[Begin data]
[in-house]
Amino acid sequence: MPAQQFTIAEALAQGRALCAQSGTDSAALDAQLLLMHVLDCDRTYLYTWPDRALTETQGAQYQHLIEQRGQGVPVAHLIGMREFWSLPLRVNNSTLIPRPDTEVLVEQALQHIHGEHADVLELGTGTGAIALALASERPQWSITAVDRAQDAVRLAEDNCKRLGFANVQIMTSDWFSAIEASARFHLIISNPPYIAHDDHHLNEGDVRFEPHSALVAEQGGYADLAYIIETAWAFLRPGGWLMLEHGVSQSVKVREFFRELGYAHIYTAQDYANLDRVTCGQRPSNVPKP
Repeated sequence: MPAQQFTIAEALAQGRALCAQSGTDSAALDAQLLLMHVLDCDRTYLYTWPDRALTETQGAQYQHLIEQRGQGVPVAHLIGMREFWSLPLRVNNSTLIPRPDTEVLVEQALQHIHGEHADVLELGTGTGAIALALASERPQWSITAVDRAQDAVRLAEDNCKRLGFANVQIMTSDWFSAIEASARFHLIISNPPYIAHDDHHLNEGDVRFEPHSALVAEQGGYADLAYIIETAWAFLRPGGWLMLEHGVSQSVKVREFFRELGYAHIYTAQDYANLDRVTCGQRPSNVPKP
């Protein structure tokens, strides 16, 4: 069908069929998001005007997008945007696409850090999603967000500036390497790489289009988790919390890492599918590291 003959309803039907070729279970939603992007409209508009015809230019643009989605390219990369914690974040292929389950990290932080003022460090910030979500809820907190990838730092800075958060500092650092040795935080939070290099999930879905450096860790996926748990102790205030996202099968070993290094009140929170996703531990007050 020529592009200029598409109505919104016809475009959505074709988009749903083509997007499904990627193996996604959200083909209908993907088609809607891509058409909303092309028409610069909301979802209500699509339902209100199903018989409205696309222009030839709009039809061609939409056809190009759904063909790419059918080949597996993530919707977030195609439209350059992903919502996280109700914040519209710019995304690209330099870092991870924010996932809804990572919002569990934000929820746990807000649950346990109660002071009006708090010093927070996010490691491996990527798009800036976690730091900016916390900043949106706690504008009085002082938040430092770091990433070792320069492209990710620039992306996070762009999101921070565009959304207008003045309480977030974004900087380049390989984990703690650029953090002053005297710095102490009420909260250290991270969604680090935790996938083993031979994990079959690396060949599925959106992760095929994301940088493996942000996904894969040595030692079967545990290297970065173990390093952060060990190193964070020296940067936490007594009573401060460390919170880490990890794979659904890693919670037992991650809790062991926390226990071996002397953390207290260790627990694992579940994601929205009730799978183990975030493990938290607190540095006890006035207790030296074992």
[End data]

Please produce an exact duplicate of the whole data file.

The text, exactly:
[in-house]
Amino acid sequence: MPAQQFTIAEALAQGRALCAQSGTDSAALDAQLLLMHVLDCDRTYLYTWPDRALTETQGAQYQHLIEQRGQGVPVAHLIGMREFWSLPLRVNNSTLIPRPDTEVLVEQALQHIHGEHADVLELGTGTGAIALALASERPQWSITAVDRAQDAVRLAEDNCKRLGFANVQIMTSDWFSAIEASARFHLIISNPPYIAHDDHHLNEGDVRFEPHSALVAEQGGYADLAYIIETAWAFLRPGGWLMLEHGVSQSVKVREFFRELGYAHIYTAQDYANLDRVTCGQRPSNVPKP
Repeated sequence: MPAQQFTIAEALAQGRALCAQSGTDSAALDAQLLLMHVLDCDRTYLYTWPDRALTETQGAQYQHLIEQRGQGVPVAHLIGMREFWSLPLRVNNSTLIPRPDTEVLVEQALQHIHGEHADVLELGTGTGAIALALASERPQWSITAVDRAQDAVRLAEDNCKRLGFANVQIMTSDWFSAIEASARFHLIISNPPYIAHDDHHLNEGDVRFEPHSALVAEQGGYADLAYIIETAWAFLRPGGWLMLEHGVSQSVKVREFFRELGYAHIYTAQDYANLDRVTCGQRPSNVPKP
């Protein structure tokens, strides 16, 4: 069908069929998001005007997008945007696409850090999603967000500036390497790489289009988790919390890492599918590291 003959309803039907070729279970939603992007409209508009015809230019643009989605390219990369914690974040292929389950990290932080003022460090910030979500809820907190990838730092800075958060500092650092040795935080939070290099999930879905450096860790996926748990102790205030996202099968070993290094009140929170996703531990007050 020529592009200029598409109505919104016809475009959505074709988009749903083509997007499904990627193996996604959200083909209908993907088609809607891509058409909303092309028409610069909301979802209500699509339902209100199903018989409205696309222009030839709009039809061609939409056809190009759904063909790419059918080949597996993530919707977030195609439209350059992903919502996280109700914040519209710019995304690209330099870092991870924010996932809804990572919002569990934000929820746990807000649950346990109660002071009006708090010093927070996010490691491996990527798009800036976690730091900016916390900043949106706690504008009085002082938040430092770091990433070792320069492209990710620039992306996070762009999101921070565009959304207008003045309480977030974004900087380049390989984990703690650029953090002053005297710095102490009420909260250290991270969604680090935790996938083993031979994990079959690396060949599925959106992760095929994301940088493996942000996904894969040595030692079967545990290297970065173990390093952060060990190193964070020296940067936490007594009573401060460390919170880490990890794979659904890693919670037992991650809790062991926390226990071996002397953390207290260790627990694992579940994601929205009730799978183990975030493990938290607190540095006890006035207790030296074992």